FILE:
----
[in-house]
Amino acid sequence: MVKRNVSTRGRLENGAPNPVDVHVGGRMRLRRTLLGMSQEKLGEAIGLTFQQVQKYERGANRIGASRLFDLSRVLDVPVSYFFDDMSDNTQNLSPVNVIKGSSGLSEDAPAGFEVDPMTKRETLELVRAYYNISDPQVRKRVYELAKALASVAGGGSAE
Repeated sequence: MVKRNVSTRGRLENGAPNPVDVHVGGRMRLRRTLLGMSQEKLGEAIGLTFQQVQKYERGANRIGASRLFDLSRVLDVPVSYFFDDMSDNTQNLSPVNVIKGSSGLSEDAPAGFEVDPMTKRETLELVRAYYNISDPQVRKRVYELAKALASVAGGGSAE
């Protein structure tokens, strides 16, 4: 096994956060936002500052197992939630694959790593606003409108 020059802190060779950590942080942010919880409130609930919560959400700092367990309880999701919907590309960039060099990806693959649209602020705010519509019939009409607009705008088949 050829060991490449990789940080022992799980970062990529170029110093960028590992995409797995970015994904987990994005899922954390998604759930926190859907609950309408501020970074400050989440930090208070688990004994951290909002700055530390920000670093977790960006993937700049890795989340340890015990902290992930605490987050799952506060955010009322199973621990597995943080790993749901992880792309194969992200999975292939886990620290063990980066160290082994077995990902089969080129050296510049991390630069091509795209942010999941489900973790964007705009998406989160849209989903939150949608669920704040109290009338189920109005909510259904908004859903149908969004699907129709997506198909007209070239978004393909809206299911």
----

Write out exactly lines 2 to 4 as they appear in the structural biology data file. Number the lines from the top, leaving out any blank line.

Amino acid sequence: MVKRNVSTRGRLENGAPNPVDVHVGGRMRLRRTLLGMSQEKLGEAIGLTFQQVQKYERGANRIGASRLFDLSRVLDVPVSYFFDDMSDNTQNLSPVNVIKGSSGLSEDAPAGFEVDPMTKRETLELVRAYYNISDPQVRKRVYELAKALASVAGGGSAE
Repeated sequence: MVKRNVSTRGRLENGAPNPVDVHVGGRMRLRRTLLGMSQEKLGEAIGLTFQQVQKYERGANRIGASRLFDLSRVLDVPVSYFFDDMSDNTQNLSPVNVIKGSSGLSEDAPAGFEVDPMTKRETLELVRAYYNISDPQVRKRVYELAKALASVAGGGSAE
């Protein structure tokens, strides 16, 4: 096994956060936002500052197992939630694959790593606003409108 020059802190060779950590942080942010919880409130609930919560959400700092367990309880999701919907590309960039060099990806693959649209602020705010519509019939009409607009705008088949 050829060991490449990789940080022992799980970062990529170029110093960028590992995409797995970015994904987990994005899922954390998604759930926190859907609950309408501020970074400050989440930090208070688990004994951290909002700055530390920000670093977790960006993937700049890795989340340890015990902290992930605490987050799952506060955010009322199973621990597995943080790993749901992880792309194969992200999975292939886990620290063990980066160290082994077995990902089969080129050296510049991390630069091509795209942010999941489900973790964007705009998406989160849209989903939150949608669920704040109290009338189920109005909510259904908004859903149908969004699907129709997506198909007209070239978004393909809206299911």